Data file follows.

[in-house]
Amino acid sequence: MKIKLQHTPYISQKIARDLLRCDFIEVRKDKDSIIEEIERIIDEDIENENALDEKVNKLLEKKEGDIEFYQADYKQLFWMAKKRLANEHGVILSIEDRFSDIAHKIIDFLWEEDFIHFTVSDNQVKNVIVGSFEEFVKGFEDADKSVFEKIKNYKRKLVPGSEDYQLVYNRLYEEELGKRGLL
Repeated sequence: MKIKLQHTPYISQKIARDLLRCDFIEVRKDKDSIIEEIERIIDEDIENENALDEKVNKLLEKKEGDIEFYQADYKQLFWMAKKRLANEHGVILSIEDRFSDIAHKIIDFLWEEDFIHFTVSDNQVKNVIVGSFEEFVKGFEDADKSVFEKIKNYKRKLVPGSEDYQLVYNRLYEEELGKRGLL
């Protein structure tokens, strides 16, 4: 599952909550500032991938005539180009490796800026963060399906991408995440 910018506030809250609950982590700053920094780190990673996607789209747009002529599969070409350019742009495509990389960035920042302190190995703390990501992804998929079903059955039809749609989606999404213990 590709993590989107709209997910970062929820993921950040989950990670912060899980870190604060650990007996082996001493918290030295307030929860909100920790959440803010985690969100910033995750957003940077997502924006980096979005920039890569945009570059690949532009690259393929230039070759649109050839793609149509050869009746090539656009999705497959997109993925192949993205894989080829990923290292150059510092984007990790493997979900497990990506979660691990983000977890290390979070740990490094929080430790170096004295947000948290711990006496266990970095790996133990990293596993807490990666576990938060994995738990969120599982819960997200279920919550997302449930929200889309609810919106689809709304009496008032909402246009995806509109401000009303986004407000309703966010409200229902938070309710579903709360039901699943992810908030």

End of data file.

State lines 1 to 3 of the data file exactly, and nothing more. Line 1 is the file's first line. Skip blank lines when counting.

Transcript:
[in-house]
Amino acid sequence: MKIKLQHTPYISQKIARDLLRCDFIEVRKDKDSIIEEIERIIDEDIENENALDEKVNKLLEKKEGDIEFYQADYKQLFWMAKKRLANEHGVILSIEDRFSDIAHKIIDFLWEEDFIHFTVSDNQVKNVIVGSFEEFVKGFEDADKSVFEKIKNYKRKLVPGSEDYQLVYNRLYEEELGKRGLL
Repeated sequence: MKIKLQHTPYISQKIARDLLRCDFIEVRKDKDSIIEEIERIIDEDIENENALDEKVNKLLEKKEGDIEFYQADYKQLFWMAKKRLANEHGVILSIEDRFSDIAHKIIDFLWEEDFIHFTVSDNQVKNVIVGSFEEFVKGFEDADKSVFEKIKNYKRKLVPGSEDYQLVYNRLYEEELGKRGLL